In 1887, year of the first performance of the play by Victorien Sardou entitled La Tosca, the character of the singer had already become a myth. With the great singers of the XIXth century such as Giuditta Pasta, Maria Malibran, Isabella Colbran, Giulia Grisi, Henriette Sontag and Pauline Viardot, a veritable cult of the singer was established which was to become the diva, the divine.
The characteristic features of the diva, rapidly fixed into stereotypes are found in Tosca: beauty (brown hair, dark eyes, enthusiastic sensuality), youth, loose morality, tantrums, in private and on stage, gift of acting but above all of having a sublime voice, the soprano, capable of provoking emotion and passion, going as far as raising art to a quasi-religious dimension.
Sarah Bernhardt, giant superstar of the stage and creator of the role of Tosca in the theatre, made a decisive contribution to this character the diva and truly participated in the creation of the role at the opera. The critics praised her extraordinary interpretation: the theatricality of her gestures, the expressiveness of her face and her eyes, the magnetism of her voice. Puccini himself who attended a performance in 1889, was seduced by Sarah Bernhardt’s exceptional stage presence and her tragic aura. The libretto retains a trace of her interpretation with the repeat, in detail, of the famous pantomime invented by the actress after Scarpia’s murder, at the end of Act II.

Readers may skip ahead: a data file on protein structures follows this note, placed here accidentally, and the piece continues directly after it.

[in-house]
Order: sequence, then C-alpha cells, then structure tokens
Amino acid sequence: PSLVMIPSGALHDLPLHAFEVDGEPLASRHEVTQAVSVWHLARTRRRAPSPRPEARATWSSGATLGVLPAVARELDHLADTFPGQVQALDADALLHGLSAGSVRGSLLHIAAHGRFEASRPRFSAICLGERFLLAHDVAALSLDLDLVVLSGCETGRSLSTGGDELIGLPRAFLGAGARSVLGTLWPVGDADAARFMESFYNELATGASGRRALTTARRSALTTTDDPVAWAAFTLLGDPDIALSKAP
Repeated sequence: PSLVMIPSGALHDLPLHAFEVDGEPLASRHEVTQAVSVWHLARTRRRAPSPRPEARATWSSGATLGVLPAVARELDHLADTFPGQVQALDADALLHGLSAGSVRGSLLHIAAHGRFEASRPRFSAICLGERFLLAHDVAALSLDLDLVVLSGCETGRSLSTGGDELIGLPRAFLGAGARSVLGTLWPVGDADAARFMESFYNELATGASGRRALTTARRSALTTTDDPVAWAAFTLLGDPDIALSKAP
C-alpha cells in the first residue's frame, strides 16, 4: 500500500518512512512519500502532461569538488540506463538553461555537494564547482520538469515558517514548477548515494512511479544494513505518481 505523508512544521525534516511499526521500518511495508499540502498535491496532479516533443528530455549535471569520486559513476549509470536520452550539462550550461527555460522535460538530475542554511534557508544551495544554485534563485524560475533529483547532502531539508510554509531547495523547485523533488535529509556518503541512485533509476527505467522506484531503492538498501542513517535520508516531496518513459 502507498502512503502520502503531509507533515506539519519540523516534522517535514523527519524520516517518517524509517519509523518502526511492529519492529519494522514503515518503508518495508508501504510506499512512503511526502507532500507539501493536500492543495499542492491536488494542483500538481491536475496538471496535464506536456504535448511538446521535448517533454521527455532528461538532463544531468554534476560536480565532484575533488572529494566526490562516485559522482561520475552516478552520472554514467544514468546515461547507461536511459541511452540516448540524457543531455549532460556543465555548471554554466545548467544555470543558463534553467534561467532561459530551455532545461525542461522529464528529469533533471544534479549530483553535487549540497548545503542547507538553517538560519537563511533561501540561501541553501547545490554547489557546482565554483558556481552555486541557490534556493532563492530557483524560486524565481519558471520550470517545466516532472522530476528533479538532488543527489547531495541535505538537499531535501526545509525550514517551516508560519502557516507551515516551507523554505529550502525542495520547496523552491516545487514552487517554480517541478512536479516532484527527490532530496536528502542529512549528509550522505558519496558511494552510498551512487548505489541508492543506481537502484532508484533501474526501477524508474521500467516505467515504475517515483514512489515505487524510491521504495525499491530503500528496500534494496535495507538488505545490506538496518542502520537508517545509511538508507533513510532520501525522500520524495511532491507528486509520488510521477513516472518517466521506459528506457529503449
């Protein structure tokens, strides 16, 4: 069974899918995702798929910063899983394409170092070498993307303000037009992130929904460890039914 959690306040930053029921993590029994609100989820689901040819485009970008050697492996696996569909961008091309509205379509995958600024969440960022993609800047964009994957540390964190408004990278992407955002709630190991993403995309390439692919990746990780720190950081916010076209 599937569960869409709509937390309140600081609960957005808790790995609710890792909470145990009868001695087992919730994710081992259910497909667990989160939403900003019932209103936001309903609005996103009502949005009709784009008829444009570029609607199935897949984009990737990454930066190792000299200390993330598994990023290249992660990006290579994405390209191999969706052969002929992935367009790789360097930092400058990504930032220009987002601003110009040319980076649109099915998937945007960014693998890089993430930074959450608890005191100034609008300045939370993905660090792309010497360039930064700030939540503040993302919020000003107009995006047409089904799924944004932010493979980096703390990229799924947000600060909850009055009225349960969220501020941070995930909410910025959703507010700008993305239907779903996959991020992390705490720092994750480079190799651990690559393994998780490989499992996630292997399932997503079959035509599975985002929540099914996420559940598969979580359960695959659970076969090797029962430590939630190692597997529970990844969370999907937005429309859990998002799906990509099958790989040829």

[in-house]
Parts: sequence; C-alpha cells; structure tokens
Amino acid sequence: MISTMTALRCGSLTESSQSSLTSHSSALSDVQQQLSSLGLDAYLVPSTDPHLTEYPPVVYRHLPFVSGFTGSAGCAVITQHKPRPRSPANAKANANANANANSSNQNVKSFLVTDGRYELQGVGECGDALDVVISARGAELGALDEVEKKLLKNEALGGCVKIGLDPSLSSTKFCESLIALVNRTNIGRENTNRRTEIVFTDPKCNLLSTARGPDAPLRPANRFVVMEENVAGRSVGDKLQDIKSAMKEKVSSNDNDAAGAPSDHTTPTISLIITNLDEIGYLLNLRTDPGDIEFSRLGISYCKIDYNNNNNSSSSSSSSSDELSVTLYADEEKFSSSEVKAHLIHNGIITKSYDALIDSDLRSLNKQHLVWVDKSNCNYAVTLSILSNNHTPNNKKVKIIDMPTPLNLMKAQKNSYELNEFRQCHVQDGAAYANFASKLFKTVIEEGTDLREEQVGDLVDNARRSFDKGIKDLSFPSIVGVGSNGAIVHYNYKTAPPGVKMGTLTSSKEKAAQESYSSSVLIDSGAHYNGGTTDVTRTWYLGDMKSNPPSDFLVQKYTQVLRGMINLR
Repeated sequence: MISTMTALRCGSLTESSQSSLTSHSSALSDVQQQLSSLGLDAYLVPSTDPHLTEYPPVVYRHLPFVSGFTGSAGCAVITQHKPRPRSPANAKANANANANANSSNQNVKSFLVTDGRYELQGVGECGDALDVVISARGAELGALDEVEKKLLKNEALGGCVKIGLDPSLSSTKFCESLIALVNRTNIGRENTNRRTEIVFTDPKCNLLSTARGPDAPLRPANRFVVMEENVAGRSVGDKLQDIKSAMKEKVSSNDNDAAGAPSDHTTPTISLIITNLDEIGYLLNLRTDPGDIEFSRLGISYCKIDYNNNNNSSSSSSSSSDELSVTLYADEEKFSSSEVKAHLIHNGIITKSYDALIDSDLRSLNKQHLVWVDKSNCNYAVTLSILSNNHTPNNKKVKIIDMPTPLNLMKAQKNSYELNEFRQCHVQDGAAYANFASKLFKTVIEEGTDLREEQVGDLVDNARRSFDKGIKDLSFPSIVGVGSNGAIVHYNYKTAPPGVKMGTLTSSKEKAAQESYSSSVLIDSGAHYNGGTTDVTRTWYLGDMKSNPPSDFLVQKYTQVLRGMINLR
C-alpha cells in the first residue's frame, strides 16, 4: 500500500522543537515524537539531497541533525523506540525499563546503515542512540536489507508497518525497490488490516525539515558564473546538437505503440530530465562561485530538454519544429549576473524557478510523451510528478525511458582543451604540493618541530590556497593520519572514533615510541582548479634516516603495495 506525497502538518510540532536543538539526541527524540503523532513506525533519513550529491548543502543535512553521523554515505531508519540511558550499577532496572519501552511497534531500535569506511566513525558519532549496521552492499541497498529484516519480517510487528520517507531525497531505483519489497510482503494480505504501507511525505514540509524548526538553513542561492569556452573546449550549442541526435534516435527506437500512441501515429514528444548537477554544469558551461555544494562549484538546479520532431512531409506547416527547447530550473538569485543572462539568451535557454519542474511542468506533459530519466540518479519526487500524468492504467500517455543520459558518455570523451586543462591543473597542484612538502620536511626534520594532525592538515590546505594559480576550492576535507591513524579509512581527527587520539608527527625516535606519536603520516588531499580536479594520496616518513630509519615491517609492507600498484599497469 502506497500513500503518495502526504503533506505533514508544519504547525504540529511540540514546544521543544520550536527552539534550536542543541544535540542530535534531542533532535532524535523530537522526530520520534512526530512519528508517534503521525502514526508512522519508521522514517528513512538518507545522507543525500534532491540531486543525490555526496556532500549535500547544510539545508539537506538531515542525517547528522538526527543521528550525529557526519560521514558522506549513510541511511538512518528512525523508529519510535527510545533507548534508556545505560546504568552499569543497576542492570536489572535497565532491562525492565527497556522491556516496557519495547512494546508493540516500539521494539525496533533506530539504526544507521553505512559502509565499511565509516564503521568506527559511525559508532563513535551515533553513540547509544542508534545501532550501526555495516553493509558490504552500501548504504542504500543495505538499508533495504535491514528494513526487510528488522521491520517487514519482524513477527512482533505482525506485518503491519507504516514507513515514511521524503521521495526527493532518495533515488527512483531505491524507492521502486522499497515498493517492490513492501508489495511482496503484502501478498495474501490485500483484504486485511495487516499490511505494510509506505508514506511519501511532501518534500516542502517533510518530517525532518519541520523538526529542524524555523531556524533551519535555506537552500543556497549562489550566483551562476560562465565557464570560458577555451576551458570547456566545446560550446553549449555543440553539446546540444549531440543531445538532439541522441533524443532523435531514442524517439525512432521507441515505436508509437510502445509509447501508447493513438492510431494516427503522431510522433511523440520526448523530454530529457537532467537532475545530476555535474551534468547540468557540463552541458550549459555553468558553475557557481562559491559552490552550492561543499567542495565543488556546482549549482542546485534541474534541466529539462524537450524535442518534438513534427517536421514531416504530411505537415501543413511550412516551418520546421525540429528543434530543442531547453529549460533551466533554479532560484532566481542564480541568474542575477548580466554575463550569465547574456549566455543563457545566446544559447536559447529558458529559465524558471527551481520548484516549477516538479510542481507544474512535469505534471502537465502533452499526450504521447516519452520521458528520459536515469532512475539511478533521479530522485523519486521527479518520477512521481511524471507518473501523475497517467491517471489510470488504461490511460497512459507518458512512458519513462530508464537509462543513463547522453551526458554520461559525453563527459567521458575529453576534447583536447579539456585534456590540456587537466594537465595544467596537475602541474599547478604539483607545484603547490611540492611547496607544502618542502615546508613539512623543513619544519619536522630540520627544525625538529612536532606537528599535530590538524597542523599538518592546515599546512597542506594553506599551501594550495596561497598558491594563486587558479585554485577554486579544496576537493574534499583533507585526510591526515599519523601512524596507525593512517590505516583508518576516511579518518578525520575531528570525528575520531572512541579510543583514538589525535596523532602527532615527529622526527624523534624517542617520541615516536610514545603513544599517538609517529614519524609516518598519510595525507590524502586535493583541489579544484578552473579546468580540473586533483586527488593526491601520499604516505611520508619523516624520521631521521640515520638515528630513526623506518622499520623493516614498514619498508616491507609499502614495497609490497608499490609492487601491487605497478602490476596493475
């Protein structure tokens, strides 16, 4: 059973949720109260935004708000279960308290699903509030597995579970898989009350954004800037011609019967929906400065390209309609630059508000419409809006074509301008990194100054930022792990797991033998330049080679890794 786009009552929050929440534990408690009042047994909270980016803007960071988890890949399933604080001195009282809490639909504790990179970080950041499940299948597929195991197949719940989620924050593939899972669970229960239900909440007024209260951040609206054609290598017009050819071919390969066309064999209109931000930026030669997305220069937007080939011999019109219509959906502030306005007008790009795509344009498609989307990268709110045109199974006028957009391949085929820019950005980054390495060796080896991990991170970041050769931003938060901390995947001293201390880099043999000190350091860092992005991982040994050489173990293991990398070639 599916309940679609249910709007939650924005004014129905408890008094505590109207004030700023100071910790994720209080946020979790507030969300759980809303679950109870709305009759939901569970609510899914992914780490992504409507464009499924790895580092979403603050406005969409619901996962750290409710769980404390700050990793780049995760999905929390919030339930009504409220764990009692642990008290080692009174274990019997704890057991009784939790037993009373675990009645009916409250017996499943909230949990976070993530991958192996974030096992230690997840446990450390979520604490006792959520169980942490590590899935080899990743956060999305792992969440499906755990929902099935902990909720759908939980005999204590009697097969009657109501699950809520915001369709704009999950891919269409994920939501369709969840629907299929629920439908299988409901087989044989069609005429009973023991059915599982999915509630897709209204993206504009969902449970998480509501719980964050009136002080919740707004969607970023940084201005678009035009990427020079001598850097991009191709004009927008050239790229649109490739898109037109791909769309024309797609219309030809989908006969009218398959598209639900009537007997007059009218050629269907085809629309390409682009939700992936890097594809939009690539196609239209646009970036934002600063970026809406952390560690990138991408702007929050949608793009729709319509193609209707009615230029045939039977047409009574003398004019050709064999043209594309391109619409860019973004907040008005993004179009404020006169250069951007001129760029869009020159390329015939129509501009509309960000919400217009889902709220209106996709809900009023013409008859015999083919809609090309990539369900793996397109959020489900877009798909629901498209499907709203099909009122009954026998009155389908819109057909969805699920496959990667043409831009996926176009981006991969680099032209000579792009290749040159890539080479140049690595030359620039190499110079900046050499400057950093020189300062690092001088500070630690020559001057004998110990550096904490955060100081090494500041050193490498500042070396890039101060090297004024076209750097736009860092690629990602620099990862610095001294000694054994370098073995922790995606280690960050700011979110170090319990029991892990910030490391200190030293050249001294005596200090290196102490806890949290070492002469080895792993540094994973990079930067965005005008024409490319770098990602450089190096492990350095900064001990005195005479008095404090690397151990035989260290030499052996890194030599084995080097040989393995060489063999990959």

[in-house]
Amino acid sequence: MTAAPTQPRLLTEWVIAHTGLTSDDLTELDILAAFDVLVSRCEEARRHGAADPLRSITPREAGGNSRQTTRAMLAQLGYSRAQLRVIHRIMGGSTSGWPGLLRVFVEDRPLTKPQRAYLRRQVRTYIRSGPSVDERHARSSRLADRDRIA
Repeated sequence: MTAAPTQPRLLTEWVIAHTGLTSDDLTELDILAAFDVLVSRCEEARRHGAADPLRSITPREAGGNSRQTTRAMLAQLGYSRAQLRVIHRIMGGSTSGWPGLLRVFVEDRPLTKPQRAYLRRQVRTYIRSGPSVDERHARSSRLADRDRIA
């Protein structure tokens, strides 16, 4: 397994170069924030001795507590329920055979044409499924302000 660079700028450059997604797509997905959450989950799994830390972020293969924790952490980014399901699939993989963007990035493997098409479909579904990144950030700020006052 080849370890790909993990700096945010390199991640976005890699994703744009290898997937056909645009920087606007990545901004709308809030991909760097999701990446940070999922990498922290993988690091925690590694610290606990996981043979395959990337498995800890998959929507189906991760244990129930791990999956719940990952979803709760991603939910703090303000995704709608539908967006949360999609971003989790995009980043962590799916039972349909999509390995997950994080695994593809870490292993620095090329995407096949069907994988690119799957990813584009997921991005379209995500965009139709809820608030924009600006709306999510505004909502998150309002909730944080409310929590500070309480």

Extract from the educational package on Tosca, written by Marcel Ditche, professeur agrégé de lettres classiques
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